'Tis the season... for thrifty shopping

Written by Jordan Schwarz on Nov 05, 2010 in - 0 Comments

It's November, and the holiday shopping season is nearly upon us. So, I'd like to take a momentary diversion from the world of LEGO trains to editorialize on the subject of holiday shopping... for LEGO sets, of course.

I came across an interesting article on Dealnews theorizing that this year, with the continuing economic downturn, retailers are doing their best to push toys selling for under $50. Moreover, the article suggested that toy manufacturers are trying to offer multiple, small items that work well together as opposed to big, expensive, all-inclusive toys.

These observations might apply to the toy market in general, but I think that the LEGO Group may be an exception. In the past few years, LEGO has taken strides to reduce their overhead costs associated with maintaining inventory, and one solution has been to create... you guessed it... larger, all-inclusive sets rather than multiple small sets with the same theme. (Trainheads: consider how TLG used to offer individual railcars, MoW vehicles, and structures but now tends to bundle multiple items into a single set.)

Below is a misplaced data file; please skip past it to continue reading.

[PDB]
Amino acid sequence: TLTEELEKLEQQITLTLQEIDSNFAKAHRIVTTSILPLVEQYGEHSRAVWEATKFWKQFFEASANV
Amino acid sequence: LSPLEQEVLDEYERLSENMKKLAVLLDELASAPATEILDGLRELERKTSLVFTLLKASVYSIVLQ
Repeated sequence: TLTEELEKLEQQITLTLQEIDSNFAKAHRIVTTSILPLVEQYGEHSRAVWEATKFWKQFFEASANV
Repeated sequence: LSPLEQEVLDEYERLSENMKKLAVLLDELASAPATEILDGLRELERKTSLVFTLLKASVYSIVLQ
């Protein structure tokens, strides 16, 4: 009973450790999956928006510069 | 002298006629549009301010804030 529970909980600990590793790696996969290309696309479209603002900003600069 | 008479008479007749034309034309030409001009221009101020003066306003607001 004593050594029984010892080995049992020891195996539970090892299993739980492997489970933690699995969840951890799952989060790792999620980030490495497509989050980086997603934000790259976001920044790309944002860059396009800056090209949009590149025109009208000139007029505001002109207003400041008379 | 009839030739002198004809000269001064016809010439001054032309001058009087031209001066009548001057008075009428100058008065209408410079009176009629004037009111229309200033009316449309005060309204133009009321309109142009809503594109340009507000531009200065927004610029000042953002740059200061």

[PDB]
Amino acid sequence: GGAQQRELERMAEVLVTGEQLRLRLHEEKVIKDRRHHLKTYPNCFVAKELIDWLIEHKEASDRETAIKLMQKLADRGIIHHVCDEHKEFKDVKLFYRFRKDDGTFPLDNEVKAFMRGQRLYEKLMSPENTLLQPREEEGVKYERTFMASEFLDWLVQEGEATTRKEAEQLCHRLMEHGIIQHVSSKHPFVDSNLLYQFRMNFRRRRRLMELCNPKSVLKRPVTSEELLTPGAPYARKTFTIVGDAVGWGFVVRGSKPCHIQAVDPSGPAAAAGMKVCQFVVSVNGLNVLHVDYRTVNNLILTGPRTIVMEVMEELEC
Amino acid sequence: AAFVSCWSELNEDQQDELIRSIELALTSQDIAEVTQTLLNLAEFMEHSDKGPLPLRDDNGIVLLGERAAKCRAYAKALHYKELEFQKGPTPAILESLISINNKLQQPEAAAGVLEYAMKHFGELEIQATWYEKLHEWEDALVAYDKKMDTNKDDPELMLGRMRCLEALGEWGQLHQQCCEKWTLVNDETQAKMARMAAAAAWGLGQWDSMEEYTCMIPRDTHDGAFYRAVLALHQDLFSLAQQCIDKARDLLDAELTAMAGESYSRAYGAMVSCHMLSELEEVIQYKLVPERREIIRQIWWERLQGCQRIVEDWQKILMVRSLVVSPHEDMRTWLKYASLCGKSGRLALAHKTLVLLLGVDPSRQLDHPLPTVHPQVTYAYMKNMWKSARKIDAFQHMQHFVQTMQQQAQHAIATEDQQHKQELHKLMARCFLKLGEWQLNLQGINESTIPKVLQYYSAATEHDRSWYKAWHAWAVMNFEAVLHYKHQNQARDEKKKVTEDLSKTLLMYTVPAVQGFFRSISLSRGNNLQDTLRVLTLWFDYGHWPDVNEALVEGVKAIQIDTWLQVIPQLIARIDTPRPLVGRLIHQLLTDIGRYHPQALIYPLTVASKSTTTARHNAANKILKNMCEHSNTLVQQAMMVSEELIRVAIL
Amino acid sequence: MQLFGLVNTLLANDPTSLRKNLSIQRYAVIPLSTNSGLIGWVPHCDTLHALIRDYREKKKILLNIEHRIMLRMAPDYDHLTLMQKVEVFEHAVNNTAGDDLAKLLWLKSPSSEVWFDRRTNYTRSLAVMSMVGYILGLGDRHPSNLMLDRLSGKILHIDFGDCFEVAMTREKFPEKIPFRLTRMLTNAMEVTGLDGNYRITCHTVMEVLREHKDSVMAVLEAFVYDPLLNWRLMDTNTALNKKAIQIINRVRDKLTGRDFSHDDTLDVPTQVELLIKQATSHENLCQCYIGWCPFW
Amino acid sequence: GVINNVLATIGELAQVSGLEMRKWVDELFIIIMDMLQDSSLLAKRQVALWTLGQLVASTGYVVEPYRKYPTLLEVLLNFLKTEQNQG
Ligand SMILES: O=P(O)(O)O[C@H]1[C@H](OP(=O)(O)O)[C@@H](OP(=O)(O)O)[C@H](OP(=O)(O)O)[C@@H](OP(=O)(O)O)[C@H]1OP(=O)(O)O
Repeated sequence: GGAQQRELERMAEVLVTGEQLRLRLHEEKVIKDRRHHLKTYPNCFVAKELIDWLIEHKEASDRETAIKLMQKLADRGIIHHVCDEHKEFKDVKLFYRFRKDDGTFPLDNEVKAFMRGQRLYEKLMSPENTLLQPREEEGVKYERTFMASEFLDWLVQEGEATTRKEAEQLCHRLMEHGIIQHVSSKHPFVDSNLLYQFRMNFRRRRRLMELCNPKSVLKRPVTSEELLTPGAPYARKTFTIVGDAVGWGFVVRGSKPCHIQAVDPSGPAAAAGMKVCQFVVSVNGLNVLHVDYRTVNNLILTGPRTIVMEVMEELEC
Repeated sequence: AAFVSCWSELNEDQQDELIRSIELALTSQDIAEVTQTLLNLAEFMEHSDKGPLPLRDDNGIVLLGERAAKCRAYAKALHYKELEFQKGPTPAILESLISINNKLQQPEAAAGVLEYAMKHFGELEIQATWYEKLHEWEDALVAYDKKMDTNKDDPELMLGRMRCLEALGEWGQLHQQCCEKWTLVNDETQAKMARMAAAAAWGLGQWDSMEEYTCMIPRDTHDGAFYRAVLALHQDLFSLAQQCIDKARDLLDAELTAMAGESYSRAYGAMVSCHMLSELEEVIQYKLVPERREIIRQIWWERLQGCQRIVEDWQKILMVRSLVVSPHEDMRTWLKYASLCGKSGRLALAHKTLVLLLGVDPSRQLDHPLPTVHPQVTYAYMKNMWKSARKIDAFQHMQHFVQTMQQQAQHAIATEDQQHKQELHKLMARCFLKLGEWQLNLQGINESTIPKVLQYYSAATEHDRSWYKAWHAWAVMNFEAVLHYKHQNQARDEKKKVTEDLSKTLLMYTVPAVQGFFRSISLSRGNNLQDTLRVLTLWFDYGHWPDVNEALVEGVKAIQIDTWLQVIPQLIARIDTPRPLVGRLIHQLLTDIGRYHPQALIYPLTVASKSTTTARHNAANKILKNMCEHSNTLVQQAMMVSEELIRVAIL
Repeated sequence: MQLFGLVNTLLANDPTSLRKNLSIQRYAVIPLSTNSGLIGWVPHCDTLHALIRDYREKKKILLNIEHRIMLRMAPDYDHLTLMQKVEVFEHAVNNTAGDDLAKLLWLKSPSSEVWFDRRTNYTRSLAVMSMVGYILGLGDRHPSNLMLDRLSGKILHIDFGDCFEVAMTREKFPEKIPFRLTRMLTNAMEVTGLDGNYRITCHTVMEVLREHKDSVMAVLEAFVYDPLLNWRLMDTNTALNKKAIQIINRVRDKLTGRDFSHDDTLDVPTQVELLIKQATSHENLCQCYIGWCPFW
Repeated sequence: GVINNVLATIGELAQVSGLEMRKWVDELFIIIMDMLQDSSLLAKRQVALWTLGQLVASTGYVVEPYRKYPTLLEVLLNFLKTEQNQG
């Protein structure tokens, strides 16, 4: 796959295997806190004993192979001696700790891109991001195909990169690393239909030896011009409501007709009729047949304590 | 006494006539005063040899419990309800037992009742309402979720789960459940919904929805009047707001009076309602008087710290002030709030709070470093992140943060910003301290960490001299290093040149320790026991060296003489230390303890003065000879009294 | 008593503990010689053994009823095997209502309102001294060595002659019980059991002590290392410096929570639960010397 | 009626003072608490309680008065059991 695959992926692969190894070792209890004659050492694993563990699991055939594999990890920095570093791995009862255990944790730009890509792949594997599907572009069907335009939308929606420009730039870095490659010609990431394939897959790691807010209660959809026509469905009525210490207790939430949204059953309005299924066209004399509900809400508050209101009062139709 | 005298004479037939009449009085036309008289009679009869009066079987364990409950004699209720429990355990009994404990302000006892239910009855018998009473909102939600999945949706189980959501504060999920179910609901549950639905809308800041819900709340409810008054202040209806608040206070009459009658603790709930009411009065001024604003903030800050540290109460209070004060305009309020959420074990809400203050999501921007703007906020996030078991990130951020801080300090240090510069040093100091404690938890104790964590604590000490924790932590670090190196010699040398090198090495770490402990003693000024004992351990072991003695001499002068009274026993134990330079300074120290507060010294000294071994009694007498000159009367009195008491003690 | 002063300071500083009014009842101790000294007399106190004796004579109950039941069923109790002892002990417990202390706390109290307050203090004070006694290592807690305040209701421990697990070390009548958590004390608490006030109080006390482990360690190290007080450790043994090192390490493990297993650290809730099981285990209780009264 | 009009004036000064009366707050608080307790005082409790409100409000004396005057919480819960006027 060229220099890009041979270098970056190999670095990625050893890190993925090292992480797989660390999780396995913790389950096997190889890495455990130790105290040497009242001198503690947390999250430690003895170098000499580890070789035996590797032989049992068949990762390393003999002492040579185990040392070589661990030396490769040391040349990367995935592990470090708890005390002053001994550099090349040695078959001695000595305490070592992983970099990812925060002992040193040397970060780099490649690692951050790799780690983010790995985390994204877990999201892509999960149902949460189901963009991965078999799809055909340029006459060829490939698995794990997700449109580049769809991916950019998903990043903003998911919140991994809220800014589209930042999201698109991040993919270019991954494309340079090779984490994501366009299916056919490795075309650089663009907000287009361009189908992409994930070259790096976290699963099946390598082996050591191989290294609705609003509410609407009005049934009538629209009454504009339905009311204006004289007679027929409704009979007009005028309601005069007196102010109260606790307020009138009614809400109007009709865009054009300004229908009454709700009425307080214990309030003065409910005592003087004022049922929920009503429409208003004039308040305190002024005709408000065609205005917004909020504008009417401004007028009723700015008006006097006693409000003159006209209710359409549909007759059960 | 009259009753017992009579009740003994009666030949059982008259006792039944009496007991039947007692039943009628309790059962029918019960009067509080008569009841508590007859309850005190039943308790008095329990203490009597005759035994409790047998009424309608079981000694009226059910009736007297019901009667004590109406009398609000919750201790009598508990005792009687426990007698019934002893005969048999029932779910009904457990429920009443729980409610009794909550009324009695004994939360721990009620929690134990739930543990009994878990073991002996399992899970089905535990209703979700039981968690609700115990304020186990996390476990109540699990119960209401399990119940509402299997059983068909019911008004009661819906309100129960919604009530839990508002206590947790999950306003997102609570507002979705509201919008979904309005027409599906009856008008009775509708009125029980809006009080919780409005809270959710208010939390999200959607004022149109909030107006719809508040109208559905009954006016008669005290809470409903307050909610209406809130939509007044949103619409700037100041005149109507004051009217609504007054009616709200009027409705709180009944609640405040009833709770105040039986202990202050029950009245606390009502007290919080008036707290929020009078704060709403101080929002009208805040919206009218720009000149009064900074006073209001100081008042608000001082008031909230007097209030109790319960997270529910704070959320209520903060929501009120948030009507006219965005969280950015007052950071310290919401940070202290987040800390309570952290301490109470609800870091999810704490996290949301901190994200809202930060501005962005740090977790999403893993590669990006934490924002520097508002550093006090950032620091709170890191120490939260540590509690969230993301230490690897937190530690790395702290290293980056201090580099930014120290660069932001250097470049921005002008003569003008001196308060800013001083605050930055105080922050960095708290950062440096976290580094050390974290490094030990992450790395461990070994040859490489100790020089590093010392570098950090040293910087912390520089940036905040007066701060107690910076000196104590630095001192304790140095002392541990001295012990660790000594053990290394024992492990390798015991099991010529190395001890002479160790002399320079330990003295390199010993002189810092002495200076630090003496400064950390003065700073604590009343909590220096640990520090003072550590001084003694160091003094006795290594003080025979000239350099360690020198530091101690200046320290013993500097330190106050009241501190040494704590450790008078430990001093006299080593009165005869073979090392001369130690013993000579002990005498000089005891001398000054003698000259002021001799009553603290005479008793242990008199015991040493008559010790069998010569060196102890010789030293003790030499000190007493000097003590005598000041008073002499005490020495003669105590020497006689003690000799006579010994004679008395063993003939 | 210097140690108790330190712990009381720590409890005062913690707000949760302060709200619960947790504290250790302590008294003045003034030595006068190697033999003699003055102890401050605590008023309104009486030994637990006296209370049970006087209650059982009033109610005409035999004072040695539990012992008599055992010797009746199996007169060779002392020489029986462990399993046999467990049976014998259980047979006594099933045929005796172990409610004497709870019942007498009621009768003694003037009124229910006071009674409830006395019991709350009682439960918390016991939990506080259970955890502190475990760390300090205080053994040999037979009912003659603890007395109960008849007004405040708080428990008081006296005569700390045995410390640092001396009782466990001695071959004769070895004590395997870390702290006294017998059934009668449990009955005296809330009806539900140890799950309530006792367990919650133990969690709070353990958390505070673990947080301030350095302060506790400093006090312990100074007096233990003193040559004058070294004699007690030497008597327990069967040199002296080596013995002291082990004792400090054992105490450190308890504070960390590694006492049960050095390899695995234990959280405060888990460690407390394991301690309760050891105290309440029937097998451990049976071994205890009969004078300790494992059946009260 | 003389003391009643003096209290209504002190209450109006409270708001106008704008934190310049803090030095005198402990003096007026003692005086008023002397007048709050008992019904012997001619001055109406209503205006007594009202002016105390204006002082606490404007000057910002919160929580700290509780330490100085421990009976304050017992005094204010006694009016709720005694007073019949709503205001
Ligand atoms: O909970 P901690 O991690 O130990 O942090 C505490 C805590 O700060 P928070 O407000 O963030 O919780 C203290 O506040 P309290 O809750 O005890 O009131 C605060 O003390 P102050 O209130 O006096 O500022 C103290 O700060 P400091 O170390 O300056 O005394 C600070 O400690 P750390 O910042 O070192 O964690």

As a result of this - and other factors - the average price point for LEGO sets has crept up over the years. Growing up in the 1980s, I can remember how a $25 LEGO set seemed expensive, and a $100 set was virtually unheard of. Granted, inflation has adjusted prices upwards since those days. However, recall also the many small sets that used to be seen in the LEGO catalog. For example, the Town theme had dozens of small sets such as vehicles with perhaps 50 or 100 pieces. The modern inventory strategy adopted in the mid-2000s greatly reduced these offerings of small sets. Sets under the "magic" price point of $50 are no longer so common, and the sub-$50 sets  tend to be somewhat more limited in terms of play value.

An article published last year in LEGO Life (the LEGO Group's news magazine written for its employees) suggested that even in the down economy, LEGO toys were selling well, because parents watching their finances were selecting toys with a reputation for quality and long-term enjoyment - that is to say, LEGO toys. And, in years past, I recall seeing cleaned-out LEGO aisles at major retailers during the holidays. I expect that similar logic will again prevail this holiday season, and LEGO will likely enjoy a strong retail season. It will be interesting to see how the "magic" $50 price threshold affects sales of LEGO products.

Share your comments on the Railblog. Do you think LEGO products defy the magic $50 price threshold?



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